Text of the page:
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When the area around Unzen Spa was designated a national park in 1934, it was named after what was thought to be an extinct volcanic chain, collectively called Mount Unzen. In 1990, however, a peak in Mount Unzen -- Mount Fugen -- erupted for the first time in almost 200 years, killing several dozen people on its eastern slope and leaving behind a huge lava dome. Unzen Spa, on the opposite side, was untouched and remains the area's most popular resort town.

The Hells (Jigoku)

Unzen Spa literally bubbles with activity, as sulfurous hot springs erupt into surface cauldrons of scalding water in an area known as the Hells (Jigoku). Indeed, in the 1600s, these cauldrons were used for hellish punishment, as some 30 Christians were boiled alive here after Christianity was outlawed in Japan. Today, Unzen Spa has more than 30 solfataras and fumaroles, with the Hells providing the greatest show of geothermal activity, making this spot Unzen's number-one attraction. It's a favorite hangout of huge black ravens, and the barren land has been baked a chalky white through the centuries. Pathways lead through the hot-spring Hells, where sulfur vapors rise thickly to veil pine trees on surrounding hills. A simple cross erected on stones serves as a memorial to the Christians killed here.

Panoramic Views

If you feel like taking an excursion, head for Mount Fugen, Unzen's most popular destination outside Unzen Spa. To reach it, make reservations for a shared taxi with Heisei Kanko Taxi (tel. 0975/73-2010), which departs three times a day from the Visitor's Center to Nita Pass, about a 23-minute ride (round-trip fare: ¥860). From Nita Pass, board the 3-minute ropeway for ¥1,220 round-trip to go up higher to Mount Myoken, which at 1,333m (4,399 ft.) offers spectacular panoramic views. If you're ready for some real climbing, however, continue for another hour or so along a marked path leading starkly uphill to the summit of Mount Fugen, once Unzen's highest peak at 1,359m (4,485 ft.) above sea level -- this is the peak that erupted in 1990. On a clear day, you'll be rewarded with splendid views of other volcanic peaks as far away as Mount Aso in the middle of Kyushu, as well as Mount Heisei Shinzan (a lava dome), born during Mount Fugen's last eruption and now Unzen's loftiest peak at 1,483m (4,894 ft.). Allow at least 2 1/2 hours for the hike to Mount Fugen and back.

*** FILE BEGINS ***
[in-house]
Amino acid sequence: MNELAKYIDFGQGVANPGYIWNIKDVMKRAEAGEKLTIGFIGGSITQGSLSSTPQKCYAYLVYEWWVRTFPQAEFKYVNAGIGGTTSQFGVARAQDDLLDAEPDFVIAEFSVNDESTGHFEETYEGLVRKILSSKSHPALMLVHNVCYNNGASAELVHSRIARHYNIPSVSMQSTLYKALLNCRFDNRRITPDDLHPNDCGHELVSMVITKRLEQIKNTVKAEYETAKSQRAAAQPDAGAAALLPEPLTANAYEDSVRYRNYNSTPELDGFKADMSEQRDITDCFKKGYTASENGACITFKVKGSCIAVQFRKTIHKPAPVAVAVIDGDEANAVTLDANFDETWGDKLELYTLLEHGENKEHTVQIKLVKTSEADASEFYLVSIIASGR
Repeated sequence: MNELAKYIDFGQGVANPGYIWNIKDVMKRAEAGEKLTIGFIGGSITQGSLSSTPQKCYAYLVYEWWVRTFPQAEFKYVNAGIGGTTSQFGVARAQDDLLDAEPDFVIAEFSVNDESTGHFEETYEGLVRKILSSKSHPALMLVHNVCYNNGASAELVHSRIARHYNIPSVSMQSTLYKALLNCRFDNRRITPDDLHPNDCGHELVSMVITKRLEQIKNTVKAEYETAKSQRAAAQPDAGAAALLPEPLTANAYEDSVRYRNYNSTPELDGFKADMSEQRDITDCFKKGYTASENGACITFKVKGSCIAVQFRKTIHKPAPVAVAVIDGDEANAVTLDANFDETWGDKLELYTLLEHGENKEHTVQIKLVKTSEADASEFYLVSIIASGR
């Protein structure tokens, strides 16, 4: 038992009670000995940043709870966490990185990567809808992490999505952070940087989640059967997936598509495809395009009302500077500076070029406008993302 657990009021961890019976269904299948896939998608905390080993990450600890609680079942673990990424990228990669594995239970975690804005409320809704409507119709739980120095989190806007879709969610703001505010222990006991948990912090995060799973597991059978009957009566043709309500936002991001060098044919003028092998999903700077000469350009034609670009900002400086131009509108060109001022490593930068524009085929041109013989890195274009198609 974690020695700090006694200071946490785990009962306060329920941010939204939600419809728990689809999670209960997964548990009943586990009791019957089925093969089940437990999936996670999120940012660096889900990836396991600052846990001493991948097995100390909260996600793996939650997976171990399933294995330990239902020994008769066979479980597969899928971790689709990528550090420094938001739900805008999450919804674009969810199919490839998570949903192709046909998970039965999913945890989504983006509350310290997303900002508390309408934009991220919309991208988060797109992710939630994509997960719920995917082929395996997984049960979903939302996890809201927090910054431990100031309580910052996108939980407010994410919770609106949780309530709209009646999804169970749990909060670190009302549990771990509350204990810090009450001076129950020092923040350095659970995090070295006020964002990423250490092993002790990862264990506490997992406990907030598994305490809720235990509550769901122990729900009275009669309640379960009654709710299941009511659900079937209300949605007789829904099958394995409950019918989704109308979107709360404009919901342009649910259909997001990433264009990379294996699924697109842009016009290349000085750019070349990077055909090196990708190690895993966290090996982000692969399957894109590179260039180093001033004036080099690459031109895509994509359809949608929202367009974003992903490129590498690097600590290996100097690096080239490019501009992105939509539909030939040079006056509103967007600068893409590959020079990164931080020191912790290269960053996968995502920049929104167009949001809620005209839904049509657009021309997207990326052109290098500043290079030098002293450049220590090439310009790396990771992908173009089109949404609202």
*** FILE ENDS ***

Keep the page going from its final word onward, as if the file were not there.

Taking the Waters

On the main street of Unzen are a finger spa and two foot spas, where you can soak the appropriate appendages in outdoor baths for free. If you'd like to get more than your feet wet (though all accommodations below offer hot-spring baths), the Unzen Spa House, across from the Unzen Kanko Hotel (tel. 0957/73-3131), is open Monday to Saturday 10am to 6pm; on Sundays and holidays (including summer school vacation from mid-July through Aug), it's open to 7pm. Indoor cypress baths and rotenburo (outdoor hot-spring baths) cost ¥800. In the Spa House is also the Vidro Museum (daily 9am-6pm), with Edo-Era Nagasaki glass and Bohemian, Italian, French, and other glassware. Admission here is ¥700; or, buy a ticket for the spa and museum for ¥1,100.

Fertile Grounds

I was looking for an easy hike, somewhere quiet to write in my journal, and settled for Konohanasakuya-Hime Jinja, a hillside shrine established 300 years ago above the Gensei-Numa Marsh on the edge of Unzen Spa. Unknowingly, I had picked a shrine dedicated to the deity of flowers, where people come to pray for fertility, safe childbirth, and family harmony. So imagine my delight when I reached the shrine's small clearing to discover two unmistakable statues of -- well, you'll just have to see for yourself. Benches provide views over Unzen to Mount Myoken and the ropeway.

Note: This information was accurate when it was published, but can change without notice. Please be sure to confirm all rates and details directly with the companies in question before planning your trip.